Pamela, a 16-year-old from Los Angeles, was bullied all through middle school.
They'd corner me in the locker room, and call me names... fat, ugly, the b-word... they'd say, what are you doing here, no one wants you. At one point it got to me and I would cut my wrist, thinking one day I'd have the courage to cut through the veins... and I didn't know who to talk to because no one would want to be with me because they were afraid of being bullied like I was... I told the teachers and they would just say to ignore them, as if I wasn't trying to already.
As a parent, it's hard to hear words like these coming out of a child's mouth. But when it's your child who is speaking them, it can be life-altering. Those who have dealt with bullying in their lives know firsthand how isolating, frightening and self-esteem-crushing an experience like this can be.
Kids in the House wants to #EndBullying. We're not naïve; we realize that kids will be kids, and playground politics are a part of childhood. But bullying today goes far beyond what we may have experienced in our school days -- our kids continue to be bullied even after they've left the playground, even when they are far from the bully's physical reach.
Between texting, Facebook, chat rooms and social media apps, children today are constantly connecting with their peers. This gives bullies the opportunity to harass their targets in a myriad of new, creative ways. Complicating things further, the anonymous nature of many social media platforms renders it impossible to know who your tormenter even is.
"There are four different types of bullying," says Joel Haber, PhD, a psychologist and bullying expert.
The most common type that we all know about is physical bullying. It´s the kind we all grew up with where kids push each other or kick or hurt each other... But the new kinds of bullying are verbal bullying, which is using words to make someone feel bad -- and it is actually more painful than physical bullying because it's psychological. And then there is a third kind of bullying which we call relational bullying, when we hurt each other's relationships, with gossiping and exclusion. And there's actually new data now to say that exclusion hurts kids as much as the lack of food or water would if you put them in a desert without anything... Exclusion hurts the worst. But there is a fourth kind, which is cyber-bullying which is now on the rise. And that's when kids bully each other through technology and that's even more difficult to figure out because kids' technology is changing all the time and the ways they bully can happen in ways that kids can't even anticipate. And it's hard to know how to stop it.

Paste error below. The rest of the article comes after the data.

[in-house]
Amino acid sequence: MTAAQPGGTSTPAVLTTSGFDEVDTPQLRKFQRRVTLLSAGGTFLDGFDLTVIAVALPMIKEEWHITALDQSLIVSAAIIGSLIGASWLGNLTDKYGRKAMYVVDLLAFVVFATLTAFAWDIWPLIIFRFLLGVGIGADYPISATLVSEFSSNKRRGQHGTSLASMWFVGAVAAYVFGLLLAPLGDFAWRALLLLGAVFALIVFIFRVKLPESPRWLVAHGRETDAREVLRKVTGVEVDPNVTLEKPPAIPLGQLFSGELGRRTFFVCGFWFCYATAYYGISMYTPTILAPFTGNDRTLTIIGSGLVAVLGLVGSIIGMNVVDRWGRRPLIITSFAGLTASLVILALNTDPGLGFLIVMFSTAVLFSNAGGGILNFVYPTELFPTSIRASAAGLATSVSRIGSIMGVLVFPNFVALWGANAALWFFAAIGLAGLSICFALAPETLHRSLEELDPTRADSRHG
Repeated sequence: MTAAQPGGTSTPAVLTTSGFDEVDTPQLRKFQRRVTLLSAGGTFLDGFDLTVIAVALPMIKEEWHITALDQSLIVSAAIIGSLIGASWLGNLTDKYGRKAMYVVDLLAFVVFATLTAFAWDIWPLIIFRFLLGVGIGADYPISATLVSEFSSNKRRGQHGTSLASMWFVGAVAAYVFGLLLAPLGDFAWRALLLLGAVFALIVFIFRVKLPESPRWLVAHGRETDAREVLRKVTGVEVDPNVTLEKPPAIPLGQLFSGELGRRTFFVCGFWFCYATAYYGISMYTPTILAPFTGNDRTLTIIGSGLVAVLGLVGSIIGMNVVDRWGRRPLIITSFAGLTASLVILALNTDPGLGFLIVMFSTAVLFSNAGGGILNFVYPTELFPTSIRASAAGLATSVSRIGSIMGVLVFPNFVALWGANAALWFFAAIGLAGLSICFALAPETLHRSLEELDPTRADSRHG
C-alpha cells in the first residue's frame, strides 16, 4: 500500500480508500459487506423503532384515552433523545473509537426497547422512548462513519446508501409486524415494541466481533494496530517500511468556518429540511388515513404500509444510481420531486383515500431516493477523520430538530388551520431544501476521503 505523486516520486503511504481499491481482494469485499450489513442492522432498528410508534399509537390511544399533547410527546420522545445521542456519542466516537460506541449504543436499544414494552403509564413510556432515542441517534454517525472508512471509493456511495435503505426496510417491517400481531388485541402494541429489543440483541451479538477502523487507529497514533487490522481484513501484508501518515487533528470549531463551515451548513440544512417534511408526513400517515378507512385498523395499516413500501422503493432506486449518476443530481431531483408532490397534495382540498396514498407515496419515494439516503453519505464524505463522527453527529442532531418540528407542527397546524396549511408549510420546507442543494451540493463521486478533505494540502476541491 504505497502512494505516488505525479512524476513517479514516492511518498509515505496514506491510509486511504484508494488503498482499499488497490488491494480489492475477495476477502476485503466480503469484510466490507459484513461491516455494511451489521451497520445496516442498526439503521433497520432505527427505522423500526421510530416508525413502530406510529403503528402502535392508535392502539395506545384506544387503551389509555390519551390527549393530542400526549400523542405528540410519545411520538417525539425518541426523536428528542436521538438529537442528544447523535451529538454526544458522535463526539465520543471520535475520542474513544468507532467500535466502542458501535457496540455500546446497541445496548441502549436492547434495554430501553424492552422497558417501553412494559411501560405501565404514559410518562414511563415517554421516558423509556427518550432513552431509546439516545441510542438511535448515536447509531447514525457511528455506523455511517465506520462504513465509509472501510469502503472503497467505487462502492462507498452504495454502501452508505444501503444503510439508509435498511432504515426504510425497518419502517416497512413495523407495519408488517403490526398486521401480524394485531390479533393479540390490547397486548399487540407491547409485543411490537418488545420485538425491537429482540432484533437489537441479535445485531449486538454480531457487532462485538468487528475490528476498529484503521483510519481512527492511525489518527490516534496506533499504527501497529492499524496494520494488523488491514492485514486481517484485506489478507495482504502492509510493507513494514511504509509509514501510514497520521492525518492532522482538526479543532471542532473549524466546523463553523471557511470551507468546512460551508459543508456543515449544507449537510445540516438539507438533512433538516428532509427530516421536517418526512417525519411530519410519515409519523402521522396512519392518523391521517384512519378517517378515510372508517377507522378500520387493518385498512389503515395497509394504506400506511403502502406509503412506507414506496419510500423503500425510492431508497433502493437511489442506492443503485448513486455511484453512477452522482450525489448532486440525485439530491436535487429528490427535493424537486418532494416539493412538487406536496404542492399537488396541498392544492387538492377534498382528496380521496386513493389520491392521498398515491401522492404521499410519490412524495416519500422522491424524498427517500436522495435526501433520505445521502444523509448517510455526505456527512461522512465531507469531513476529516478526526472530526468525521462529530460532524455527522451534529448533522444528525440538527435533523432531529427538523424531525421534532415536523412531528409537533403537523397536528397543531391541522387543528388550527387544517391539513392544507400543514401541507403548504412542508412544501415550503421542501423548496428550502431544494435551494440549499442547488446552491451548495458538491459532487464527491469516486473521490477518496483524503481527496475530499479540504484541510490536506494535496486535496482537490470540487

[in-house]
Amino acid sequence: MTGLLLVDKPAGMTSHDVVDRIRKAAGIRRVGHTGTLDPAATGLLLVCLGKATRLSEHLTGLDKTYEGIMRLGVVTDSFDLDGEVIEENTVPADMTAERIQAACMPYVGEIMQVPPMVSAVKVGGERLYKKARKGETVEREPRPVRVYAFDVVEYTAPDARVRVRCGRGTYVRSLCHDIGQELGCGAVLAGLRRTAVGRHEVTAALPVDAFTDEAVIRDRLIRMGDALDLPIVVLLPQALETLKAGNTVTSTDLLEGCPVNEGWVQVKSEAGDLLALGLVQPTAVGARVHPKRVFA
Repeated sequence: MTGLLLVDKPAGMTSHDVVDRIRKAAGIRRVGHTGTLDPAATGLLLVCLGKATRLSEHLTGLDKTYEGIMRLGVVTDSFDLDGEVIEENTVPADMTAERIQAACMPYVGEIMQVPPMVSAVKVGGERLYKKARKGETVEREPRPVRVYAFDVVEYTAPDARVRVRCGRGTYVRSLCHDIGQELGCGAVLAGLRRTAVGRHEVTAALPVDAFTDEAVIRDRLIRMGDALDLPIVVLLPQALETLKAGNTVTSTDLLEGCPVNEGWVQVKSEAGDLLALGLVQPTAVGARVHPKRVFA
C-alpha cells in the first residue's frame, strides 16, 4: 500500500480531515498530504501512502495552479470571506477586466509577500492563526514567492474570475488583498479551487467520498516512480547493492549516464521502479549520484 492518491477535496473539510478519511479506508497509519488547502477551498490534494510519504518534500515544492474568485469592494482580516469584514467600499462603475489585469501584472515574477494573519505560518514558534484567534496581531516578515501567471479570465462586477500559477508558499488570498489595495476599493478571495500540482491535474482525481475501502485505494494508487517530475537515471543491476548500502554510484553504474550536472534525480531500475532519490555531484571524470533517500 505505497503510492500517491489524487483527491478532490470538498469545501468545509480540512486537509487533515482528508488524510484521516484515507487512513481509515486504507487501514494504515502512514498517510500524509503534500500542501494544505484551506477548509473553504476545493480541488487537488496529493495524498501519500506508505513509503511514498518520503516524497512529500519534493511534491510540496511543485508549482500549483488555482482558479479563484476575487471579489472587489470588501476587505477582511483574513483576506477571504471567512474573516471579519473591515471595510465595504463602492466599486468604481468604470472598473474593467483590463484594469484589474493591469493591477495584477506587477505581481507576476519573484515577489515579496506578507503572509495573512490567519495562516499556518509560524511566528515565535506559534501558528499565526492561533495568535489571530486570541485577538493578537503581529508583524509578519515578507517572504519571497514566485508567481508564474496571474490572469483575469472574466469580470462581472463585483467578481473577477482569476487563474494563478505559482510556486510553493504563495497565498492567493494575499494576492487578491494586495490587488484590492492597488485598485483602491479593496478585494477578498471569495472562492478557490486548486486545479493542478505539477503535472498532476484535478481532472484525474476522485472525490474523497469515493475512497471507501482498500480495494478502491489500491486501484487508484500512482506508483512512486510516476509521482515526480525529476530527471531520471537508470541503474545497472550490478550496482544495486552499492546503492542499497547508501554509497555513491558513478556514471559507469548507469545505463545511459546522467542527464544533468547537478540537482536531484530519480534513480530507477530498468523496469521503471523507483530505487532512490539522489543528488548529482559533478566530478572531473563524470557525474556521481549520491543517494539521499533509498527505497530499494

Adults have a rough time with online behavior, too. Facebook pages erupt in political arguments or battles over parenting styles, and cruel comments are left on personal blogs and articles. "How do you explain to your child the importance of being kind online when its hard to find even one YouTube video without a negative comment?" asks Leana Greene, founder and CEO of Kids in the House. "We have to teach our children that words can kill, both in person and online."
We interviewed 16 children from the Los Angeles area that have experienced bullying in school and online. Their stories are heartbreaking, and there's one common thread through all of them: the adults in their lives didn't know listen. The more we know about bullying, the more we can help our kids when it happens.
There is no simple fix to end bullying, but we hope to play a role in keeping the conversation going, so that no child feels like Pamela, and thinks that no one cares or notices what is happening. Greene hopes we can start with our own behavior online and in our daily interactions. "We think everyone should take a close look at their words and actions. We hope that you will help us share the message... Empower to #endbullying.."
Visit our #EndBullying section on Kids in the House, and help us make things better for the kids in our own houses.